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Academic Internship Program

IMPORTANT NOTE: The current NIH policy regarding academic and summer intern is as follows:

  • Student IRTA/CRTAs and Special Volunteers who are in high school or college may be appointed during the academic year ONLY if they are able to complete all of their work remotely. Remote activities that may be appropriate for student IRTA/CRTAs or Special Volunteers include assisting in literature reviews, online research, data analysis that can be completed remotely, and coding. 
  • Student IRTA/CRTAs and Special volunteers who are in graduate or professional school may be considered for on-campus work during the school year if there is a clear safety plan in place and if approved by the OITE.

The NIH Academic Internship Program has been developed to provide individuals who are enrolled and in good academic standing in high school, college (including community college), or a master’s degree program an opportunity to participate in biomedical research training during the academic year in an environment devoted exclusively to biomedical research. (At the NIH "biomedical research" includes everything from behavioral and social sciences, through biology and chemistry, to physics, biomedical engineering, mathematical modeling, computational biology, and bioinformatics.). The NIH consists of the 240-bed Mark O. Hatfield Clinical Research Center and more than 1150 laboratories/research groups located on the main campus in Bethesda, MD, and the surrounding area as well as in Baltimore and Frederick, MD; Research Triangle Park, NC; Hamilton, MT; Framingham, MA; Phoenix, AZ; and Detroit, MI.  NOTE: the number of positions in Hamilton, Framingham, Phoenix, and Detroit is limited.

To increase your chances of being offered a position, please do three things:

  1. Read the Academic Internship Program FAQs carefully.
  2. Read the OITE guide “Writing a Successful Application for an NIH Program”.
  3. To search for a position, contact NIH investigators with whom you would like to work and explain why you would be a good addition to their groups. You can identify NIH investigators with projects that interest you by searching the NIH Intramural Annual Reports. Use the text search feature to find project descriptions that contain the key words you enter. You can also visit the NIH Intramural Research Program website for a list of investigators organized by scientific focus area.  You can then find contact information for the investigators in the NIH Enterprise Directory. A YouTube video entitled "Finding an NIH Mentor", which is located on the OITE YouTube page, demonstrates how to use the NIH investigator databases. NOTE: You can also apply directly to internship programs based in the NIH Institutes/Centers.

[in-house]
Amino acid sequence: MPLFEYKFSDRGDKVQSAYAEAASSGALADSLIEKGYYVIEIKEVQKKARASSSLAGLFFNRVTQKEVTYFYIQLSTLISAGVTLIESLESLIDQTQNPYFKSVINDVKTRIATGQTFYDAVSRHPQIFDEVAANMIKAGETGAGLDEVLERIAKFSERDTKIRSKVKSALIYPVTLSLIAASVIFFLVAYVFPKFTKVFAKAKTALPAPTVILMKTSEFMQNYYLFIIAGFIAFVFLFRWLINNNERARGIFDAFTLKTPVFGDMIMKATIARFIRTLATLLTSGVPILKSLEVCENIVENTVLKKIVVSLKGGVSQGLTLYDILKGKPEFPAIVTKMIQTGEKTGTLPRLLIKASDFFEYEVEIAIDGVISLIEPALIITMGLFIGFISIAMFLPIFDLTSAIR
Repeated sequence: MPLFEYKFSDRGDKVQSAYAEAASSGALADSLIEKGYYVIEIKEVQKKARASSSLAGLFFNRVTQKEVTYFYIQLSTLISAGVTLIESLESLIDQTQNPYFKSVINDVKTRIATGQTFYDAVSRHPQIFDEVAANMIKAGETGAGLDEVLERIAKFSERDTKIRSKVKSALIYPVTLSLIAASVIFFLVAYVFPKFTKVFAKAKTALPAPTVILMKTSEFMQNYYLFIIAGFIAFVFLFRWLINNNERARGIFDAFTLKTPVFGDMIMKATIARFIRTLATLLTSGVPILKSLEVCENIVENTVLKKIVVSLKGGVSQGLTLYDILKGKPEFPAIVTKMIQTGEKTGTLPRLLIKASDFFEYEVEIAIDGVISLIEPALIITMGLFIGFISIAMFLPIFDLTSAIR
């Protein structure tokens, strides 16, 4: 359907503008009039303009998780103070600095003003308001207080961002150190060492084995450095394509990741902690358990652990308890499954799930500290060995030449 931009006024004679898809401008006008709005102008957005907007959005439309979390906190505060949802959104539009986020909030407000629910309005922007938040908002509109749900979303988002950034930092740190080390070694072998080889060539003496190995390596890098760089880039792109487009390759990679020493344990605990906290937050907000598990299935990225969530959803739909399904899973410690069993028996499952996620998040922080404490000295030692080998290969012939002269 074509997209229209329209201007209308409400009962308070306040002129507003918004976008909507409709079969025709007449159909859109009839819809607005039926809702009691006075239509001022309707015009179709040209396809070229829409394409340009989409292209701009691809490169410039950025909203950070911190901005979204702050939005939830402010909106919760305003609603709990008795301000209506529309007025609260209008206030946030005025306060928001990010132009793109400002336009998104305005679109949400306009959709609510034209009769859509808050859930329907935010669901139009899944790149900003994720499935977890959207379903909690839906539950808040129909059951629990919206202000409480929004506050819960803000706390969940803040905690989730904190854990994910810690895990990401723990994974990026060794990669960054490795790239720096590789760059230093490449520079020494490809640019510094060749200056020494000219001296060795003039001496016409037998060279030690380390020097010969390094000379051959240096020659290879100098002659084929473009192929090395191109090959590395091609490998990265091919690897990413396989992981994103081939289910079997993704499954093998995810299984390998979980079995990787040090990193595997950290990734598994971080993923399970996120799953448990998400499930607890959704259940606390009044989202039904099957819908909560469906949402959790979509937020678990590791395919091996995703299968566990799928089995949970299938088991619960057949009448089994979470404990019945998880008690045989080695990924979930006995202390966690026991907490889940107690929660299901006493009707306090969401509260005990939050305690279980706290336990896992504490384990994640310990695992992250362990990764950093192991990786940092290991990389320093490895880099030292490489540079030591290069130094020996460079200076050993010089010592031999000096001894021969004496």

Eligibility:

The Academic Internship Program is for students who

  • are U.S. citizens or permanent residents,
  •  will be enrolled and in good academic standing during the internship period in high school, college (including community college) or a master’s degree program, AND
  • will be at least 17 years of age on the date they begin the internship.

In addition, Academic Interns who will be in high school during the internship must

  • be juniors or seniors during the internship year,
  • begin at the start of an academic semester (August/September or January),
  • if they are new to the NIH, attend a mandatory orientation at the beginning of their first semester, AND
  • attend school within 40 miles of the NIH campus at which they will intern.

IMPORTANT NOTES: (1) Academic interns  must remain enrolled at their institutions during their time at the NIH. (2) Individuals who are permanent residents must be attending an institution in the U.S.

Students with disabilities; students from racial and ethnic groups that have been shown by the NSF to be underrepresented in health-related sciences on a national basis (Blacks or African Americans, Hispanics or Latinos, American Indians or Native Americans, and Native Hawaiians and other Pacific Islanders); students who identify as LGBTQ; students who are Pell-grant eligible; and others disadvantaged by circumstances that have negatively impacted their educational opportunities, including recent natural disasters, are encouraged to apply.